How can you get people to follow you?

graphic of people holding megaphones in front of a large phone that says follow us

People tend to follow accounts that can give them something in return. For your business, that means presenting quality content that users find worthwhile. For example, you can use your social media presence to present or promote your blog about your company and industry. This will attract industry professionals, job seekers and valuable customers to your brand. 

To gain more followers on social media, you must be vocal, someone who posts interesting, vital information frequently and advocates for your business’s position in its field.

Here are some steps you can take to improve your social media presence and attract more quality followers: 

  1. Study your competitors. If one of your competitors has a strong online presence, do your research to understand how and why.
  2. Focus on visual content. Compelling images are the secret to great social media posts. Social media is a visual marketplace, so don’t get lost in the shuffle with generic shots. You can also use video to enhance your marketing strategy on social media.
  3. Build a community. Work hard to network online and build a community of trusted users. They don’t all have to be customers or fans of your business; you can form trusted relationships with other industry professionals as well. Remember, the key is engaging your audience on social media.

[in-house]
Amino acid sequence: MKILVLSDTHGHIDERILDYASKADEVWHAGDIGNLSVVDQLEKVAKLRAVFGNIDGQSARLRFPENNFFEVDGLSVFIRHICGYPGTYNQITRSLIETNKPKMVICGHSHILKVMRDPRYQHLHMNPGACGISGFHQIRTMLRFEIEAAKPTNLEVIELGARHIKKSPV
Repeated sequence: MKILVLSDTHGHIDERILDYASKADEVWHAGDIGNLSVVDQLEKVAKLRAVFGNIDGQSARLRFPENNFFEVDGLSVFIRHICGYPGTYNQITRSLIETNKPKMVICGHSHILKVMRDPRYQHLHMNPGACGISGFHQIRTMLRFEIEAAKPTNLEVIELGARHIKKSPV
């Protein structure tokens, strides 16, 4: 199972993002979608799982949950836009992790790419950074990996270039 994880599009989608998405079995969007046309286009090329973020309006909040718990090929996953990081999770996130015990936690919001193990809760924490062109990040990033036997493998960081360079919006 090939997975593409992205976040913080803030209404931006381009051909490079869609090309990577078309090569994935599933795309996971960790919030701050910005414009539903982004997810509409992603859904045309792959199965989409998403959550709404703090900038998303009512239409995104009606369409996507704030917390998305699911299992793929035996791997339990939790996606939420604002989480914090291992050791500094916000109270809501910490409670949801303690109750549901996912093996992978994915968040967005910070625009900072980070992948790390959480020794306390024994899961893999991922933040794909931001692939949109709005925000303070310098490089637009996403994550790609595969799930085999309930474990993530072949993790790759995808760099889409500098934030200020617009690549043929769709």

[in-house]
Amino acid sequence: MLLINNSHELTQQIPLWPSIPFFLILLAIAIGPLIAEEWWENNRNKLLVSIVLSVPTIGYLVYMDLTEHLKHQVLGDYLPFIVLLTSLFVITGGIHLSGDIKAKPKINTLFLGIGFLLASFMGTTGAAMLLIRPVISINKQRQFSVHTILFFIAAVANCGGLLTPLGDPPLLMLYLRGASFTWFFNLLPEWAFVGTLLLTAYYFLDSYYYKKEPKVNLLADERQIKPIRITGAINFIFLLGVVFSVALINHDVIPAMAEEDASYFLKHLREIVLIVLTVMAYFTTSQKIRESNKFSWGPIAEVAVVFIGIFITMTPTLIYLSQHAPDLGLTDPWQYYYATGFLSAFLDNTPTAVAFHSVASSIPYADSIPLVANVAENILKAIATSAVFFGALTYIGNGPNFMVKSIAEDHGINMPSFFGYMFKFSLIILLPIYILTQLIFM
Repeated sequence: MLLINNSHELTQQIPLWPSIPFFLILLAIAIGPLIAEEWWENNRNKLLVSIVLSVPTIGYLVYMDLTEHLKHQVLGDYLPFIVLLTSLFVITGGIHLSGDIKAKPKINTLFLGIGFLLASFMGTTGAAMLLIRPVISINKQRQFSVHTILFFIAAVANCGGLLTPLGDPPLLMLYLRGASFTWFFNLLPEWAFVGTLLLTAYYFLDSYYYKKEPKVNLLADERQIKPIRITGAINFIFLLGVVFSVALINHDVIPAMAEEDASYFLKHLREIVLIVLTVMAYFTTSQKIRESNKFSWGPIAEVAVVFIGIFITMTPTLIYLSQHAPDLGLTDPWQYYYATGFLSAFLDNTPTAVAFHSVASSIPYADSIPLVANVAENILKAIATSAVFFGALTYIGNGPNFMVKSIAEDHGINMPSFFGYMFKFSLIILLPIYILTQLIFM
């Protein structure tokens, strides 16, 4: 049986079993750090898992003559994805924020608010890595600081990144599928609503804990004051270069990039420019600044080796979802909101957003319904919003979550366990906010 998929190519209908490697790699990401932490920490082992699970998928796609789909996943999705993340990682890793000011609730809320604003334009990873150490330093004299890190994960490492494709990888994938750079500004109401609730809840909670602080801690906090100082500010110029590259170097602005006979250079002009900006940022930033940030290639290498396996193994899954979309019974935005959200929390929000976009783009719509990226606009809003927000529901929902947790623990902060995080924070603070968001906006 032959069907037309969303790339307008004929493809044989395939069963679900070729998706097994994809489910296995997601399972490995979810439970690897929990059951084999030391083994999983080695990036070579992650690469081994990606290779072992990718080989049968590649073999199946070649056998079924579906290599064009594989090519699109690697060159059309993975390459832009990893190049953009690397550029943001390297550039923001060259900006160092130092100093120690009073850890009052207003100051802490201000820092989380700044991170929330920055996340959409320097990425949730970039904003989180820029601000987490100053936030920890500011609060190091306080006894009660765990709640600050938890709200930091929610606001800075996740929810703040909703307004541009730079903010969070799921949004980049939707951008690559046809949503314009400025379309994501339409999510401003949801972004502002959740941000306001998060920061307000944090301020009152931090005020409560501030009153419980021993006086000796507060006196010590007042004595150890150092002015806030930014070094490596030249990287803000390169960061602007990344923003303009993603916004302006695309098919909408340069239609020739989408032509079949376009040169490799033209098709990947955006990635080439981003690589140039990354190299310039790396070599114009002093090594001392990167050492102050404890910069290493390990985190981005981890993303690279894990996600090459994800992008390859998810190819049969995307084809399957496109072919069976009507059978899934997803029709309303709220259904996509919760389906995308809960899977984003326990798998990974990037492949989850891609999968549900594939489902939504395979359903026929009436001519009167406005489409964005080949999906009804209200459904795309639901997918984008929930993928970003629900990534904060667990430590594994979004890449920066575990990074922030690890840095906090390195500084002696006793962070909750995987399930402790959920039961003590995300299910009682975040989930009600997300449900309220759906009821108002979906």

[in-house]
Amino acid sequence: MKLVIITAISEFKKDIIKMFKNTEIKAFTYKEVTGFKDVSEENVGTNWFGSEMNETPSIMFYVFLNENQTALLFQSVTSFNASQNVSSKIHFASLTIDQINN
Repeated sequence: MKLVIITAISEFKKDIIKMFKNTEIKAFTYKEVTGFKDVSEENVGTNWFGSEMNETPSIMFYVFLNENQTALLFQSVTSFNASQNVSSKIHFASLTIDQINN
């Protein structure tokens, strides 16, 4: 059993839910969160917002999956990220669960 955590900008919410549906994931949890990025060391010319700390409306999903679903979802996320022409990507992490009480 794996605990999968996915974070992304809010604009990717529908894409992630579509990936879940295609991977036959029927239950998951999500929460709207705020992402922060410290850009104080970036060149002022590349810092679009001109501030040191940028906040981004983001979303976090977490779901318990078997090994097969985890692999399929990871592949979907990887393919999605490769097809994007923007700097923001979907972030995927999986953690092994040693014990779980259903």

FYIFYI: After creating valuable content on social media, repurpose your content for different platforms to save time and expand your reach.

More advice on social media marketing

Here’s what some experts have to say about effective social media marketing for your brand. 

  • “Twitter is the only network that has a real culture of thanking people for following, retweeting and mentioning. And you should be more selective there. On Instagram, follow people back if you like what they are sharing.” – Giselle Aguiar, social media consultant, coach and trainer
  • “Don’t get obsessed with the numbers, and focus on a wider marketing approach that specifically targets your base.” – Ali Zartash-Lloyd, partner, Cognisant Associates consulting
  • “Test different approaches with your social media accounts and measure the data monthly. You can always unfollow someone.” – Sol Gonzalez, editor-in-chief of Latina Seattle

How social media can help you build your brand’s identity

In today’s business world, you need a social media strategy to strengthen your company’s reputation. That could mean creating content, working with social media influencers, or building your brand in other organic ways. 

Use social media follow-backs as a way to engage potential customers, strategic partners and others who can help you grow your business. As an expanding arena for business presence and marketing, social media could become the backbone of your brand’s identity.

Jennifer Dublino and Marisa Sanfilippo contributed to the reporting and writing in this article. Some source interviews were conducted for a previous version of this article.

Image Credit: AngieYeoh/Shutterstock
Matt D'Angelo
Matt D'Angelo
business.com Contributing Writer
business.comb.
I've worked for newspapers, magazines and various online platforms as both a writer and copy editor. Currently, I am a freelance writer living in NYC. I cover various small business topics, including technology, financing and marketing on business.com and Business News Daily.